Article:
SAN MARTIN, Calif. —
It’s like driving from California to Florida and being told upon entering the state that the actual destination is Miami.
“Most people feel that guys who play all year long on the Web.com Tour should have some merit,” said Jamie Lovemark, who went from No. 12 on the money list to the 39th seed. He received an exemption to the Frys.com Open, and missed out at the qualifier in Las Vegas. “Maybe you should protect the top 10. I’m sure they’ll tweak it. But no matter what they do, someone will get the wrong end of it.”
There were bound to be glitches in the first year of a new system. The tour’s mistake was underestimating how many guys would play in October when it went to a wraparound season. Officials thought all 50 players from the Web.com Tour Finals would get in all four events, or at least two of them.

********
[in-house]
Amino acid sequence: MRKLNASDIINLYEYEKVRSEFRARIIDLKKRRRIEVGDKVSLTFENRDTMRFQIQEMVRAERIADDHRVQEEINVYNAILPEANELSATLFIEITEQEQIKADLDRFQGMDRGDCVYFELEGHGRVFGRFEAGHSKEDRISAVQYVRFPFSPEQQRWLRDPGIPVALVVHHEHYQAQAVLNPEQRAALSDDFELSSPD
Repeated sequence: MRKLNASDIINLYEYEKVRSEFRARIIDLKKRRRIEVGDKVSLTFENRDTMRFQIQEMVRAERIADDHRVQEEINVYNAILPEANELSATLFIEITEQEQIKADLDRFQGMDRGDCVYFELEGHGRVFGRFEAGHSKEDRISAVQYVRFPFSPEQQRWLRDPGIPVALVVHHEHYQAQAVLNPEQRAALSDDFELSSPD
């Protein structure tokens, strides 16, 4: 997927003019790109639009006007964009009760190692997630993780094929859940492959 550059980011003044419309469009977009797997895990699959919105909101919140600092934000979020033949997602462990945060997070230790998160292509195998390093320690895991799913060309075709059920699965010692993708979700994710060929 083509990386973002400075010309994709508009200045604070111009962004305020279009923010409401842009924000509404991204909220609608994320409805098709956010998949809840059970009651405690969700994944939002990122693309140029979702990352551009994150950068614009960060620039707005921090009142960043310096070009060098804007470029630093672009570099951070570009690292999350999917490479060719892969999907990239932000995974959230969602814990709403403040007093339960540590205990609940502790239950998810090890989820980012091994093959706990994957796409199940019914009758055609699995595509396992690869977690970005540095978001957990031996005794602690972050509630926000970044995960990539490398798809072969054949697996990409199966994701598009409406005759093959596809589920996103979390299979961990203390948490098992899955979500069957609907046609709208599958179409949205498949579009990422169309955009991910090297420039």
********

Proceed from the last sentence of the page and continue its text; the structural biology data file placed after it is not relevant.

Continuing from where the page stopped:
The day after the Web.com Tour Finals, nearly every player had signed up for the first event.
The tour is reviewing the first year of the Web.com Tour Finals, and changes are likely. They weren’t simple the first time, and they won’t be now. Along with looking after the players on the Web.com Tour, consideration has to be given players who just missed their cards on the PGA Tour, the strongest circuit in the world.
Alex Aragon — No. 9 on the Web.com Tour money list who fell to a No. 36 seed — barely got into the Frys.com Open as an alternate. It felt like Christmas morning when he learned over the weekend he received an exemption to Las Vegas.
“There’s no perfect solution,” Aragon said.
But he had what seemed to be the most reasonable one. The top 25 on the Web.com Tour money list would be assured their cards, and the money list from them would continue through the four $1 million events in the Finals to determine their seeds. A separate money list would apply for everyone else competing for 25 additional cards at the Web.com Tour finals. The 50 seeds would be determined by alternating from one category to the other.
Otherwise, that “primary path” could feel more like a dead end.